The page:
February 4, 2004
The following is condensed from a talk I gave at LinuxWorld in January 2004.
If we look at the types of documentation needed in the Linux community, it leads to a general discussion about different types of computer documentation and the learning needs of computer users.
When one talks of Linux documentation, one should think first and always of the Linux Documentation Project. Linux started to congeal and take off in 1992, and it was around the same time that the LDP appeared, founded by Matt Welsh (who soon wrote Running Linux for O'Reilly). The LDP is an impressive organization that has editors, guidelines for reviewers, procedures for updating documents, translators--in short, an it's an organization that has tried to reproduce everything about conventional publishers, but in an open and volunteer manner.
The LDP is a phenomenon we should all be following as a model for documentation in an open source community. The quality of its output, as one might expect, varies widely. At the high end, a few documents outrank the information in most conventional, published books. At the low end one finds mushy, vague descriptions of no interest to anybody, sometimes written by people for whom English is not only not a first language, but not a language.
The LDP is a fine achievement, but it's fragile. One would be overly generous to say it runs on a shoestring budget. It basically has nothing but a Web site and a few tremendously dedicated and inspired volunteers who manage to keep the documentation flowing from multiple contributors. They need an infrastructure, including the kinds of legal protections for which such open source projects as Apache, GNOME, and Eclipse set up foundations. People who care about documentation should talk to the companies pouring money into Linux and get them to set aside a little bit of those funds to put the LDP on firm ground. Even though the LDP could be viewed in some sense as competition to O'Reilly, I feel they are very important.
Let's look now at Linux documentation as a whole. I won't treat the valuable but amorphous range of informal documentation in the form of journal articles, newsgroups, and even chat rooms; it's enough in this talk to stick to the conventional books that are understood when one uses the term documentation.
The computer field has long divided documentation into three categories based on audience--end users, system administrators, and programmers--a division that applies well to Linux.
There are some good beginner's books for end users that succeed in the sense that they make Linux seem simple. If anything, I'm afraid they oversimplify. Sometimes things on Linux just don't work right. A configuration file has the wrong default setting, or you install a program and it fails to put a menu item on your start-up menu, or conversely, an item on your start-up menu fails because some file association is incorrect. And people need help fixing these problems.
It's traditional to say that problems like these should be solved by making the software systems themselves more robust and by planning to make everything work together in advance. Just as when you buy a Macintosh, you should be able to install Linux and have everything just work. The end-user documentation should not have to deal with incongruities.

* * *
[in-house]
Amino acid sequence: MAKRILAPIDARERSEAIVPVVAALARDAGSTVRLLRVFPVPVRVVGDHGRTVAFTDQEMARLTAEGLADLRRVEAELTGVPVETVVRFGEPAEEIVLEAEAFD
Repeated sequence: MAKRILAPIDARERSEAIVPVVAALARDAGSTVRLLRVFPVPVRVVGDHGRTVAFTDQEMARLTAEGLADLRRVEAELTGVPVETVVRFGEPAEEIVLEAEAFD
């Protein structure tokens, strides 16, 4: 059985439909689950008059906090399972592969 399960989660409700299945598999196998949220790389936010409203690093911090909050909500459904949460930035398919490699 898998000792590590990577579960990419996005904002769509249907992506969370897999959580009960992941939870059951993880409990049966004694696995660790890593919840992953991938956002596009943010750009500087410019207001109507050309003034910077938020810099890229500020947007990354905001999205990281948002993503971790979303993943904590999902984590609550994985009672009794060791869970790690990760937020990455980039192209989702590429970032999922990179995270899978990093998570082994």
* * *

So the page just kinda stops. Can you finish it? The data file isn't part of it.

Certainly, standards for installing software and making programs interoperate correctly are valuable. But I fear the results of putting too many constraints on programs. Something of the openness of systems might be lost. In theory, one should be able to define standards that make all software work together robustly without excluding innovative developers. But in practice, I think developers on the fringe would lose out if Linux became like a Macintosh. So let's allow some flakiness around the edges and give end users documentation that help them deal with it--more on this later.
System administration documentation is the largest category in Linux, and it addresses a lot of areas well. It's gratifying to see so many books that provide background, take readers through complex processes step by step, and, most significantly, allow them to backtrack and trouble-shoot what they're doing. For instance, one regularly sees books warn users to run ps to make sure a background daemon is running before carrying out steps that assume the presence of that daemon. That's a simple example of good, belt-and-suspenders system administration, and a lot of authors know what to do.
There is much less documentation for programmers on Linux, and the books I do see on the shelves don't sell very well compared to the other kinds of Linux books. I've spent a lot of time--since it's my job to figure out where to put my company's resources--trying to figure out why people in the Linux and open source areas don't buy many books on programming, and I can merely cite a few hypotheses.
One possibility is that there just aren't many people writing programs for Linux, KDE, GNOME, etc. If that's true, it's a big problem that's going to bite Linux in the future. But it's a situation that could also change rapidly. I don't think this is necessarily true, and in any case it doesn't strike me as the major reason for poor sales of programming books.
Another hypothesis I've considered is that, after all, Linux is modeled after Unix and the desktops offer programming models similar to other toolkits used on the X Window system, so there are lots of people who have learned the basic programming techniques already. Maybe all the Linux/X programmers are old hacks who don't need new documentation. But when I look at the age of the people doing the coding, I know that can't be the explanation.
Finally it occurred to me that the lack of interest in programming books may be caused by the availability of other sources of information. If programmers can get what they need elsewhere, they won't buy many books.